An inside look at The Weather Channel’s social TV strategy for ‘Coast Guard Florida’

By Natan Edelsburg 

The Weather Channel is no stranger to social TV. Early on the weather-focused TV network inked an unprecedented partnership with Twitter to curate relevant tweets. They also have one of the most popular apps on the App Store and recently revamped their website to bring social even more center stage. As their digital footprint has grown, their original television content has as well. Tonight at 9pm Eastern the network is premiering “Coast Guard Florida,” a follow up to the successful “Coast Guard Alaska”. Florida will “will follow the men and women of the 7th Coast Guard District who are charged with keeping America’s ports secure and waterways safe, stemming the flow of illegal narcotics, securing the southeast border, protecting the environment, enforcing maritime laws and treaties and saving those in peril on the sea.” We spoke with Renee Willet, senior manager of social media marketing for The Weather Channel Companies about their social TV strategy for the big premiere.

Tonight, in honor of the premiere a member of the Coast Guard will be answering questions live on Twitter via @CGFlorida, the show’s account. Questions can be submitted using #CGFlorida, which the Coast Guard member will respond to. The network’s primarily leveraging Twitter, Facebook and GetGlue for the show and using what they learned during Coast Guard Alaska to build and grow the community. Willet also describes how important a partner GetGlue has been for the network. The Weather Channel is in a unique position to produce and offer reality programming that is actually real and not just using a “shore” as a drinking spot.

Lost Remote: How are you using social to launch the new show?
Renee Willet: For us, our most success social resources for new shows are Facebook, Twitter and GetGlue. We have a presence on all three for “Coast Guard Florida” and use each for slightly different purposes.

Facebook – We’ve learned through our work on “Coast Guard Alaska” that the viewing audience for this series is a very real community, made up of retired “Coasties” (members of the US Coast Guard), parents and spouses of current Coasties and folks who are just proud of our Armed Forces. We use Facebook as a way to share photos and information, not just about the shows themselves, but about individual members of the Coast Guard as well as supporting agencies like the Coast Guard Foundation.

Twitter – We use Twitter to remind our audience to tune in to new episodes, as well as check-in to the show on GetGlue. We’ve also experimented with a live-tweet episode. One of the members of the US Coast Guard tweeted facts and tidbits about pieces of the show as it was airing. We plan to test live tweeting out more this season.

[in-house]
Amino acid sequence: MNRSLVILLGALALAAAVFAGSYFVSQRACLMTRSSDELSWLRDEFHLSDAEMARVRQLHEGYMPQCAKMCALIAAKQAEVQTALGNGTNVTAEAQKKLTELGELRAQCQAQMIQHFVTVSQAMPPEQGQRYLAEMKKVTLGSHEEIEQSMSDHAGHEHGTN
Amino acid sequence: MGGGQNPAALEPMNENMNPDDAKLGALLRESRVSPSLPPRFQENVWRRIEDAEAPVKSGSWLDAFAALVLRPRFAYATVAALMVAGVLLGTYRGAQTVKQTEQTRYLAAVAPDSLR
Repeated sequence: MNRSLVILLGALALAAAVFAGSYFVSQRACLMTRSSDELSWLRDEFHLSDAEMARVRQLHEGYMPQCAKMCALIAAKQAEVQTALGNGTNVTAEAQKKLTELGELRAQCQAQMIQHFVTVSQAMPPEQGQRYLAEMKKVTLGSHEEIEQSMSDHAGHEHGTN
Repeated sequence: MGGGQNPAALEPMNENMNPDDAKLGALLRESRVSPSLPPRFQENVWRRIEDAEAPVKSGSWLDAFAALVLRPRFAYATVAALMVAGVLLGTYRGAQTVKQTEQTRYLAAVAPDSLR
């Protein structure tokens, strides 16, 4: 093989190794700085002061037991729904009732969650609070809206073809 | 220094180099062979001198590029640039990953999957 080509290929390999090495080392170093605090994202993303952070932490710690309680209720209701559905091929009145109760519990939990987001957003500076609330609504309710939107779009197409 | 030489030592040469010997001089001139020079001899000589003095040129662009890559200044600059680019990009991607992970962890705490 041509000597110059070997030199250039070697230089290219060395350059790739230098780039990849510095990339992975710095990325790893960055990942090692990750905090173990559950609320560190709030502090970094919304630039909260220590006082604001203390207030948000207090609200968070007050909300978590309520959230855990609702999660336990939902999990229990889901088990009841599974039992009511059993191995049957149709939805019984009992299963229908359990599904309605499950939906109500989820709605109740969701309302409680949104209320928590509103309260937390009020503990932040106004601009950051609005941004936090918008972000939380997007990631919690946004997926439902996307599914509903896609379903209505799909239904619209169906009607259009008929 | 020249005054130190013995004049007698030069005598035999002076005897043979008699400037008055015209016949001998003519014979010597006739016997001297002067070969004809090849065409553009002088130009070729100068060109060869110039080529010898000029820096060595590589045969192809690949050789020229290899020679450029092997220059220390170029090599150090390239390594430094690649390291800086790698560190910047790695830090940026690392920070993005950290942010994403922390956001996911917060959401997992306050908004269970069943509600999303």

In addition, we will be launching a promoted tweet campaign leading up to the “Coast Guard Florida” series premiere on Wednesday, Oct. 10 to help raise awareness that The Weather Channel has original programming.

GetGlue – GetGlue has been an incredible partner for us. In fact, “Coast Guard Alaska” was the first program of ours that we used GetGlue to promote. Our goal with GetGlue is to help raise awareness that The Weather Channel has original programming. We will offer several stickers for this season, including a “Coming Soon” sticker and a premiere sticker.

LR: Is it difficult talking to an audience about TV shows that might be used to only getting weather news?
Willet: Yes, that’s been a challenge. For 30 years, viewers knew The Weather Channel as a weather-only network, whose programming meant a meteorologist standing in front of a map. The introduction of original programs to the network was a departure for our audience, which we knew would take time to adjust to. We’ve been sure to let fans know that our commitment to prepare them and keep them safe during severe weather has not waivered, but there’s also the opportunity for us to showcase the many sides of Mother Nature and her impacts in a more entertaining way. We’re starting to see that they are slowly starting to embrace it. And once they discover each of these series, we have seen a passionate and dedicated following build for each of our shows, so we just want to continue to create awareness for these series and help people find them.

LR: Are the stars of the show involved on social at all?
Willet: On some of the series, we definitely see people on the show participate, particularly on Facebook. In the case of our Coast Guard franchise, star involvement is limited due to the nature of their jobs. However, we have had members of the Coast Guard tweet and participate in live chats for us, but they are not part of the show.